Vera Clemente, the Pirates’ matriarch and Roberto’s widow, enjoyed what was surely an emotional and long-awaited reunion with her husband on Saturday.
After she had been in “delicate health” since Nov. 1, Vera Clemente died of unknown causes in her native Puerto Rico, surrounded by family and friends. She was 78.
The loss was difficult to take for many Pirates fans, especially those who had idolized Roberto and, as a result, had gotten to know his wife; turns out empathy and philanthropy were not ideals only the baseball-playing half of the marriage carried.
Vera Clemente is survived by three sons: Roberto Clemente Jr., Luis Roberto Clemente and Roberto Enrique Clemente.
“We are deeply saddened to learn of the passing of Vera Clemente, the widow of the great Roberto Clemente and a cherished member of the Pittsburgh Pirates and Major League Baseball family,” Pirates owner Bob Nutting said in a statement.
“Vera epitomized grace, dignity and strength in the wake of heartbreaking tragedy and loss. Following Roberto’s passing, Vera raised their three sons into outstanding men, while also working tirelessly to ensure her and her husband’s shared vision of compassion, service and love of others lived on forever.
“Vera was an amazing ambassador for the Pirates organization, our city, the game of baseball and their beloved Puerto Rico. It is with very heavy hearts that we send our condolences to Roberto Jr., Luis, Enrique and the entire Clemente family. May they find comfort in knowing that Vera and Roberto are together once again.”
MLB commissioner Rob Manfred released the following statement as well:
“All of us at Major League Baseball are saddened by the passing of Vera Clemente, the wife of legendary Hall of Famer Roberto Clemente. As a Goodwill Ambassador for MLB, Vera impacted countless children and extended her family’s humanitarian legacy of helping those in need. With grace and strength, she led the way in welcoming players to the fraternity of Roberto Clemente Award winners, the single most prestigious off-the-field honor in our game.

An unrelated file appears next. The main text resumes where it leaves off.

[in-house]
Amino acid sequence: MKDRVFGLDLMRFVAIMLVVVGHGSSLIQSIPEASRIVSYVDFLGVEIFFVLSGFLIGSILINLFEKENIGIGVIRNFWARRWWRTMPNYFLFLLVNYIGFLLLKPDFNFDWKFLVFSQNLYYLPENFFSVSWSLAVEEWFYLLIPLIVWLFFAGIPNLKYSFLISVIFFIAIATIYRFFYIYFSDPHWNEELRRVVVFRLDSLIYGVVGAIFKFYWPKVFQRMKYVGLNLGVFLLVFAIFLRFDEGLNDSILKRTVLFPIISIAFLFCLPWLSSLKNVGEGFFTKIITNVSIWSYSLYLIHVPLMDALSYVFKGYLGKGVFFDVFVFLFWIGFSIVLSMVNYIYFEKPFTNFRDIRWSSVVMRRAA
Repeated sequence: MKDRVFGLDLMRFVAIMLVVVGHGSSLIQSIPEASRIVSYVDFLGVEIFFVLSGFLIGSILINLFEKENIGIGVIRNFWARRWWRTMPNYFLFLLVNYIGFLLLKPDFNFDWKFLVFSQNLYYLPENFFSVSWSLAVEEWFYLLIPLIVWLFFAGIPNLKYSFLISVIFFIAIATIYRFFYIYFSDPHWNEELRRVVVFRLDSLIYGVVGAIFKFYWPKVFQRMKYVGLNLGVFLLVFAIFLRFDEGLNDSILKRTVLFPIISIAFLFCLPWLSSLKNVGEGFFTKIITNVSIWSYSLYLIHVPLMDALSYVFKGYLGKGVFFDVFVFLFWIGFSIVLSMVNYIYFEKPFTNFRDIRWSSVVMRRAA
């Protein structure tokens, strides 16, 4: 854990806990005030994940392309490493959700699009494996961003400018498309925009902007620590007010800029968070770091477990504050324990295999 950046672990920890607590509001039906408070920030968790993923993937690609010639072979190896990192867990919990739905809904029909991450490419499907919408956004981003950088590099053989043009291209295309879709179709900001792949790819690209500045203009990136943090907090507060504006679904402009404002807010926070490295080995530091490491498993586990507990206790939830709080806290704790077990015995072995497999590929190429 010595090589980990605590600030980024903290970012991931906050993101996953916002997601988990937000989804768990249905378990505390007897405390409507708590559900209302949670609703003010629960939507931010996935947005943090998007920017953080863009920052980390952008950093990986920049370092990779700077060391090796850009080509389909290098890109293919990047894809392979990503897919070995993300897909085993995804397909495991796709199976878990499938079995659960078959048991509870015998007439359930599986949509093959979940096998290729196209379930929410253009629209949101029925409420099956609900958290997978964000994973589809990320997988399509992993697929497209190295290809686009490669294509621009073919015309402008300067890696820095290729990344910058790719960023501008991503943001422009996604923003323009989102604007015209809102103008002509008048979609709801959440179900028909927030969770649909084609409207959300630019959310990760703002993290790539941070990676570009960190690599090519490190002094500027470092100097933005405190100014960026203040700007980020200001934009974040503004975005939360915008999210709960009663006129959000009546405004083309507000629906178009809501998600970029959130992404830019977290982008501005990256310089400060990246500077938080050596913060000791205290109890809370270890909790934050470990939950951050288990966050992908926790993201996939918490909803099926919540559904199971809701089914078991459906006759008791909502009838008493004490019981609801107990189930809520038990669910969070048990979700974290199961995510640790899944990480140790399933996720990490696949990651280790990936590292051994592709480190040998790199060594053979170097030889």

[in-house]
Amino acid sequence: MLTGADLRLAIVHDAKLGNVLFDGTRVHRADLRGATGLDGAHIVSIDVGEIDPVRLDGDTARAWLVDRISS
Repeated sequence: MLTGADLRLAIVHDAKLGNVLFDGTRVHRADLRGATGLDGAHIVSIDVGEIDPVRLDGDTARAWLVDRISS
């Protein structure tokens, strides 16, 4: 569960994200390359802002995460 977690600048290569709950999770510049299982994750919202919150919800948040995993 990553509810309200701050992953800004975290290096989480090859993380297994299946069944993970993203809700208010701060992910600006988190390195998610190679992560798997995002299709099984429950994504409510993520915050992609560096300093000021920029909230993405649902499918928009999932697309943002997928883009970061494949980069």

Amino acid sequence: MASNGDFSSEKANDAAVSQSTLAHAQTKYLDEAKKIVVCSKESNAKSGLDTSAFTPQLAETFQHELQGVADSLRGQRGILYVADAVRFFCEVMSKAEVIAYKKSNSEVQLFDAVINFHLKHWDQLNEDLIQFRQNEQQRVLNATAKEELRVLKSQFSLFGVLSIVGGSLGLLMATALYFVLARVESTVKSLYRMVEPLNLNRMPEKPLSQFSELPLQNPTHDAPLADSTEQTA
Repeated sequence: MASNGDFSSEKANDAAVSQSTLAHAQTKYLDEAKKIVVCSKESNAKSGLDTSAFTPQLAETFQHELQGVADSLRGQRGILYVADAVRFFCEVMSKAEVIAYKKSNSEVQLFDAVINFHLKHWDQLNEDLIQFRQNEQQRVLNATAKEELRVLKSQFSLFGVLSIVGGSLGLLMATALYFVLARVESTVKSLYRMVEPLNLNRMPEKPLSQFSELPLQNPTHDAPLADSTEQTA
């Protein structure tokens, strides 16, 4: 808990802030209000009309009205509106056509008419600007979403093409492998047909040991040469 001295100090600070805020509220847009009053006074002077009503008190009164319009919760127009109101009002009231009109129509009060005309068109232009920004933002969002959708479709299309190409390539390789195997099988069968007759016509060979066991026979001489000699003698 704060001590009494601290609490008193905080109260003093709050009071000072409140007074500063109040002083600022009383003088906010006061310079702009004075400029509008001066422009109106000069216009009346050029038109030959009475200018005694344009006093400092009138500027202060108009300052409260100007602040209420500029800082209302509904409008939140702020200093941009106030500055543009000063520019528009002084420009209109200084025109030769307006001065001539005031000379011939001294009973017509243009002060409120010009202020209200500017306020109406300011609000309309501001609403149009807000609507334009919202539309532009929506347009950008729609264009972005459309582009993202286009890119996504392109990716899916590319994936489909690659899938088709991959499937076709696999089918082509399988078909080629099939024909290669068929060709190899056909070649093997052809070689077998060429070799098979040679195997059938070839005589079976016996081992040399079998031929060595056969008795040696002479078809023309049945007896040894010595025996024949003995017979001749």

“Vera’s baseball family will miss her greatly. We send our deepest condolences to Roberto Jr., Luis, Enrique, the entire Clemente family, the fans of Pittsburgh and Puerto Rico, and her many admirers across our game.”
Vera Christina Zabala Clemente graduated first in her class from the University of Puerto Rico and made it a point, following her husband’s death, to continue their dedication to helping others.
She was strong, smart, gentle and funny, the perfect ambassador for carrying on the Clemente legacy — in large part because she also helped to create it.
Roberto Clemente died in a plane crash on New Year’s Eve 1972 while attempting to deliver disaster relief supplies to Nicaragua following a devastating earthquake.
“If he had died in a common way, people would still remember him,” Vera Clemente said in a 1994 New York Times article. “But Dec. 31, it was a special day and his was a special mission. I admire him for that, as a person, as a human being. So his image I keep alive. I feel happy doing what I am doing.”
In a September 2018 article that appeared on La Vida Baseball, a website dedicated to Latino baseball, Luis Clemente spoke about his mother’s tireless work honoring her late husband and giving to others via the Roberto Clemente Foundation, which she chaired.